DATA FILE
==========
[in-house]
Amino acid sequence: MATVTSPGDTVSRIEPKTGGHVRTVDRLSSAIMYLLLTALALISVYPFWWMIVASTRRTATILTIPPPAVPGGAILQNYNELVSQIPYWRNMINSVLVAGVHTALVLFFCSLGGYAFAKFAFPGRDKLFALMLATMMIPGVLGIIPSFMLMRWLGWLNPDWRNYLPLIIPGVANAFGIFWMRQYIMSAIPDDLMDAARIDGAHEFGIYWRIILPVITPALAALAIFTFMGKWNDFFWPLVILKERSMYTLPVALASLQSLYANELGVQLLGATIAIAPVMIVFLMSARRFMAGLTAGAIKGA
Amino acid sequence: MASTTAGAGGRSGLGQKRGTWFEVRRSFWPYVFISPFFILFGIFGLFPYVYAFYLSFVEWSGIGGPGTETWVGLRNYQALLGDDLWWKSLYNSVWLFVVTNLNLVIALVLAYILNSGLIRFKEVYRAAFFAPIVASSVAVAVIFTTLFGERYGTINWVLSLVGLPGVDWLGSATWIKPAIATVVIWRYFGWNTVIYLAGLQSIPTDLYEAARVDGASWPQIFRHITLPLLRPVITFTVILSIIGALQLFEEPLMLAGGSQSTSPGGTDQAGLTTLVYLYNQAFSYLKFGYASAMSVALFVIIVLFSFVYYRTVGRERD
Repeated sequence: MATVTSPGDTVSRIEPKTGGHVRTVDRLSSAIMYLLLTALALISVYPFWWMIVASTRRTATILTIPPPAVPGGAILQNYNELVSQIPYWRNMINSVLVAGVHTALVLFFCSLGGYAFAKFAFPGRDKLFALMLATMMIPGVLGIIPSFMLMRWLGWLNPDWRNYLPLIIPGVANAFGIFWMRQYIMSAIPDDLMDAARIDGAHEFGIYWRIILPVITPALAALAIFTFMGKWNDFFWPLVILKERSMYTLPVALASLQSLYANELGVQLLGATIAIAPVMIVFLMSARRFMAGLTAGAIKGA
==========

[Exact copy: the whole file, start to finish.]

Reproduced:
[in-house]
Amino acid sequence: MATVTSPGDTVSRIEPKTGGHVRTVDRLSSAIMYLLLTALALISVYPFWWMIVASTRRTATILTIPPPAVPGGAILQNYNELVSQIPYWRNMINSVLVAGVHTALVLFFCSLGGYAFAKFAFPGRDKLFALMLATMMIPGVLGIIPSFMLMRWLGWLNPDWRNYLPLIIPGVANAFGIFWMRQYIMSAIPDDLMDAARIDGAHEFGIYWRIILPVITPALAALAIFTFMGKWNDFFWPLVILKERSMYTLPVALASLQSLYANELGVQLLGATIAIAPVMIVFLMSARRFMAGLTAGAIKGA
Amino acid sequence: MASTTAGAGGRSGLGQKRGTWFEVRRSFWPYVFISPFFILFGIFGLFPYVYAFYLSFVEWSGIGGPGTETWVGLRNYQALLGDDLWWKSLYNSVWLFVVTNLNLVIALVLAYILNSGLIRFKEVYRAAFFAPIVASSVAVAVIFTTLFGERYGTINWVLSLVGLPGVDWLGSATWIKPAIATVVIWRYFGWNTVIYLAGLQSIPTDLYEAARVDGASWPQIFRHITLPLLRPVITFTVILSIIGALQLFEEPLMLAGGSQSTSPGGTDQAGLTTLVYLYNQAFSYLKFGYASAMSVALFVIIVLFSFVYYRTVGRERD
Repeated sequence: MATVTSPGDTVSRIEPKTGGHVRTVDRLSSAIMYLLLTALALISVYPFWWMIVASTRRTATILTIPPPAVPGGAILQNYNELVSQIPYWRNMINSVLVAGVHTALVLFFCSLGGYAFAKFAFPGRDKLFALMLATMMIPGVLGIIPSFMLMRWLGWLNPDWRNYLPLIIPGVANAFGIFWMRQYIMSAIPDDLMDAARIDGAHEFGIYWRIILPVITPALAALAIFTFMGKWNDFFWPLVILKERSMYTLPVALASLQSLYANELGVQLLGATIAIAPVMIVFLMSARRFMAGLTAGAIKGA